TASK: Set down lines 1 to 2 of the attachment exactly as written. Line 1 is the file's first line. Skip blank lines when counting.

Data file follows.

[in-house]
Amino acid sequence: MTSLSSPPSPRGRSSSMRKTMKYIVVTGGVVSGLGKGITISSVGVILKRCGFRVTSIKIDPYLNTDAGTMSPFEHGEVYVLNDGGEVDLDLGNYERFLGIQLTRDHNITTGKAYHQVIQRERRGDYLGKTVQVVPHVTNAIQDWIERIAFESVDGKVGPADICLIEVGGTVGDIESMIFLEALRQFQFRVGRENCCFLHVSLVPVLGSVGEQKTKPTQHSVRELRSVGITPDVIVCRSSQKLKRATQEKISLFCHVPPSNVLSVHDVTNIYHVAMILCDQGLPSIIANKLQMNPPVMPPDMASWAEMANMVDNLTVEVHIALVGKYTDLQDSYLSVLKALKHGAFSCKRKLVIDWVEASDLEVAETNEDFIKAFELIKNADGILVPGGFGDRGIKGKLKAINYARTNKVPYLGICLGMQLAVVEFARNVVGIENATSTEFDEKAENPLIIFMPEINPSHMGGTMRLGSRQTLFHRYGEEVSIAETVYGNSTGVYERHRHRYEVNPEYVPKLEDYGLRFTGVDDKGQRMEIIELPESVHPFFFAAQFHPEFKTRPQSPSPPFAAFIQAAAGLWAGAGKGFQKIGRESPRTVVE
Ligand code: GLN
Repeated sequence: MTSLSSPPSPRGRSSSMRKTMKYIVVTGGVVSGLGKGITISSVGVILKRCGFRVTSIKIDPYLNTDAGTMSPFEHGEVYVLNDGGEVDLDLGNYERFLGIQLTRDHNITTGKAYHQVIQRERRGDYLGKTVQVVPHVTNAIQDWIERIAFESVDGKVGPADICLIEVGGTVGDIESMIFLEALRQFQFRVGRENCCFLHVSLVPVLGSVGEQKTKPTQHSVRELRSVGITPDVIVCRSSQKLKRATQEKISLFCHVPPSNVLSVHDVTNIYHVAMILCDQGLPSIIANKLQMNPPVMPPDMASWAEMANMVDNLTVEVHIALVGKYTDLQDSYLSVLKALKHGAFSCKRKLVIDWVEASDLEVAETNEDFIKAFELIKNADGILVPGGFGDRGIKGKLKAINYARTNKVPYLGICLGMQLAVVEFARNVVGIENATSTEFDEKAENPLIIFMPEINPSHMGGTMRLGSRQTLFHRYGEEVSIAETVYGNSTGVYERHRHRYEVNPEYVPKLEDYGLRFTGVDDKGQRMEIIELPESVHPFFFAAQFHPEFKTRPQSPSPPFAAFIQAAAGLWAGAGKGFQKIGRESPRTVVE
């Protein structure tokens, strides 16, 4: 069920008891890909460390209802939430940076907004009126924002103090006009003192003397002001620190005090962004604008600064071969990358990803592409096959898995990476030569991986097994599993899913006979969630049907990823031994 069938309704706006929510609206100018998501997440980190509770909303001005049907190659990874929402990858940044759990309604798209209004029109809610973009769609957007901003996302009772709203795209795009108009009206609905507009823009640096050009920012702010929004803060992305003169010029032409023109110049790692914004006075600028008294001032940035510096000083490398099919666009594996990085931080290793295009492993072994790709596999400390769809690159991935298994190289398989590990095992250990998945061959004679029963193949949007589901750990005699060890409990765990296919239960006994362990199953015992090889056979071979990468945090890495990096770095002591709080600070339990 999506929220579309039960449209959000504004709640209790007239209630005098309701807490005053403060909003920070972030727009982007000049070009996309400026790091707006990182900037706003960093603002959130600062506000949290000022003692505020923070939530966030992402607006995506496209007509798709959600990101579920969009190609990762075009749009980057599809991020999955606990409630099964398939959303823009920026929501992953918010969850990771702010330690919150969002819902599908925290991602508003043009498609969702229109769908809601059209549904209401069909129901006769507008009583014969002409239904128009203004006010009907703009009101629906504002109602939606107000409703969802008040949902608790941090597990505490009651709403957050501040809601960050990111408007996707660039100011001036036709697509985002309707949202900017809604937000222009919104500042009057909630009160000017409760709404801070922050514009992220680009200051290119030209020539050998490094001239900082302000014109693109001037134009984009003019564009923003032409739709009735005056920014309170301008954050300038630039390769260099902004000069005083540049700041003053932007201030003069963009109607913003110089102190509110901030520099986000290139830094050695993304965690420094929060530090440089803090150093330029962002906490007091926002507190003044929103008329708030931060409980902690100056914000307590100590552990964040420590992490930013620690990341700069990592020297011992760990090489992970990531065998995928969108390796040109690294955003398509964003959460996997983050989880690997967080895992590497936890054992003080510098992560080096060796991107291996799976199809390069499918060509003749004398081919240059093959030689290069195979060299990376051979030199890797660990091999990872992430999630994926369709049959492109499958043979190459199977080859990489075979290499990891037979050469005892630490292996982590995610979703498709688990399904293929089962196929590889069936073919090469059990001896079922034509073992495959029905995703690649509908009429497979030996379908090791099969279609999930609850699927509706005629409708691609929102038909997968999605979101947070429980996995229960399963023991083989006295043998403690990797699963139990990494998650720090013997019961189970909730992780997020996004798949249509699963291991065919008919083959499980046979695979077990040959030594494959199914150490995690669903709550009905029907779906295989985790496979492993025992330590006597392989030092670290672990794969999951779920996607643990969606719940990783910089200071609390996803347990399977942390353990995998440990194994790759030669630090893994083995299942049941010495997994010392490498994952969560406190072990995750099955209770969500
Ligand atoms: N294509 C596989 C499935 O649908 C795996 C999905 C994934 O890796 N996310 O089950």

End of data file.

[in-house]
Amino acid sequence: MTSLSSPPSPRGRSSSMRKTMKYIVVTGGVVSGLGKGITISSVGVILKRCGFRVTSIKIDPYLNTDAGTMSPFEHGEVYVLNDGGEVDLDLGNYERFLGIQLTRDHNITTGKAYHQVIQRERRGDYLGKTVQVVPHVTNAIQDWIERIAFESVDGKVGPADICLIEVGGTVGDIESMIFLEALRQFQFRVGRENCCFLHVSLVPVLGSVGEQKTKPTQHSVRELRSVGITPDVIVCRSSQKLKRATQEKISLFCHVPPSNVLSVHDVTNIYHVAMILCDQGLPSIIANKLQMNPPVMPPDMASWAEMANMVDNLTVEVHIALVGKYTDLQDSYLSVLKALKHGAFSCKRKLVIDWVEASDLEVAETNEDFIKAFELIKNADGILVPGGFGDRGIKGKLKAINYARTNKVPYLGICLGMQLAVVEFARNVVGIENATSTEFDEKAENPLIIFMPEINPSHMGGTMRLGSRQTLFHRYGEEVSIAETVYGNSTGVYERHRHRYEVNPEYVPKLEDYGLRFTGVDDKGQRMEIIELPESVHPFFFAAQFHPEFKTRPQSPSPPFAAFIQAAAGLWAGAGKGFQKIGRESPRTVVE